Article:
I offered a weak explanation that it was my wife’s and I had brought it for some minor repair. Meanwhile two burly security men of the complex entered. The lady’s smile faded and she asked the security not to allow me to escape. “Mister, I knew you are a fake. Your earlier visit was unfortunately to my friend’s flat. She was telling me on her landline about your visit and your stealing her mobile. She was just bewailing her carelessness and we never knew you would come here. Lucky for her and me, you came to my place and I rang her number from the kitchen to make sure you are the culprit. The mobile whose tune I knew gave you away. Give back the mobile and the things you pocketed here. The security men would hold you till the police arrive to take you.”

As I swore under my tongue “You bloody b***h”, she laughed hysterically at my sorry plight.


Saturday, October 31, 2020

Who was it in skeleton costume?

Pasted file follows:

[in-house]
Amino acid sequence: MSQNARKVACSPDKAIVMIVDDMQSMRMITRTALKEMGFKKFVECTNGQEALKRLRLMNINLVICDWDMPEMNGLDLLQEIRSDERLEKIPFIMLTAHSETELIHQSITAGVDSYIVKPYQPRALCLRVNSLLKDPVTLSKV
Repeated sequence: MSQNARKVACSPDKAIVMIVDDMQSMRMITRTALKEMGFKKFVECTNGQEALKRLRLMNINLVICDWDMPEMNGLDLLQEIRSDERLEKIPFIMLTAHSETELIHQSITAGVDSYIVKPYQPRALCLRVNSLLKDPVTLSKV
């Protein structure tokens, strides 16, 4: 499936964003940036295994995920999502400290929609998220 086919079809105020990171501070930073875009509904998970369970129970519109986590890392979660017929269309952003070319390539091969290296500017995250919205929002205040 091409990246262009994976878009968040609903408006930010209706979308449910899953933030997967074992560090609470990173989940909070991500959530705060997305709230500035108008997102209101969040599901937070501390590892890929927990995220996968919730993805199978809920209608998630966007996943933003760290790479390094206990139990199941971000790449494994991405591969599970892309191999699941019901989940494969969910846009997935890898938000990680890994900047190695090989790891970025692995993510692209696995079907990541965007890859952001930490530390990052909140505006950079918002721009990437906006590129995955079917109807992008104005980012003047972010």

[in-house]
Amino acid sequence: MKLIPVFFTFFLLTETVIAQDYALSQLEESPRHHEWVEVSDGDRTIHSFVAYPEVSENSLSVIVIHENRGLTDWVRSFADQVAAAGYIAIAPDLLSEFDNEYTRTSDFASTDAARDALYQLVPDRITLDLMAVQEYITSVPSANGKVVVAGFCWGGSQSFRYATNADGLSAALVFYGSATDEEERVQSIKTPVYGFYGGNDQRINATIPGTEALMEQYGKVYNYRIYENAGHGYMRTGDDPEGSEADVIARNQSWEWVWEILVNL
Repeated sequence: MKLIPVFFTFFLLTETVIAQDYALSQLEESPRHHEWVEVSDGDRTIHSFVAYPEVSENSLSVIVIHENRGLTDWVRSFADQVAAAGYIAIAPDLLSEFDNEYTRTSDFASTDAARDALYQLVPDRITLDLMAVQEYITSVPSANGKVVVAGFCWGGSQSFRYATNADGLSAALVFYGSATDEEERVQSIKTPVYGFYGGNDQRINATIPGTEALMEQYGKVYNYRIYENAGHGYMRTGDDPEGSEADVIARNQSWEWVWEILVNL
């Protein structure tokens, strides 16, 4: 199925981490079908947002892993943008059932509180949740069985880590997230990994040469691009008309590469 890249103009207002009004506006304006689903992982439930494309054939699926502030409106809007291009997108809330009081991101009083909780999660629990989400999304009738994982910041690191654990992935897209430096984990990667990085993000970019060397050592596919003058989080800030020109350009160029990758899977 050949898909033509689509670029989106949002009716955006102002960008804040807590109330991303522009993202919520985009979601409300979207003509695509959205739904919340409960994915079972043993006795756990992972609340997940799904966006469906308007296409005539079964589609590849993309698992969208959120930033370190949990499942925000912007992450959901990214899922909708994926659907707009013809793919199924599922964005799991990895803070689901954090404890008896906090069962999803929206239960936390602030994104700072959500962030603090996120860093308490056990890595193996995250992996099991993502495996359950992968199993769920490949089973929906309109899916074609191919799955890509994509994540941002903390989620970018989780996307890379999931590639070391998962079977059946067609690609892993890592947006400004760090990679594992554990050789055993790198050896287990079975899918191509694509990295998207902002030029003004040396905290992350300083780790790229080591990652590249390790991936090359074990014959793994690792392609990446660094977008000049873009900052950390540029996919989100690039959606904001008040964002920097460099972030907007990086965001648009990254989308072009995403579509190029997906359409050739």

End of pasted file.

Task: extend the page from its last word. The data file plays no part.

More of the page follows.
It was the last week of October. The pandemic confined Sumitra and Sudhakar rao to their home with very rare visits outside. They have been living in Boston for more than 10 years. The weather was getting cooler, the leaves were changing their colors and some falling announcing the onset of winter soon. They were on a long drive towards North to see nature’s beauty in many of its transient forms. The trees were lined up on both sides of the road with their leaves in various hues with scarlet and gold dominating the landscape. Little the trees were aware that they would soon be naked waiting for spring to clothe them again. It might be a refreshing change the couple thought from the dull home and duller routine of working all day.

“Why are you morose, Sumi? Watch out the captivating scenes outside. We came out primarily to watch the nature in its splendor,” asked Sudhakar rao.

Sumitra did not reply but looked at him intently wondering at the question.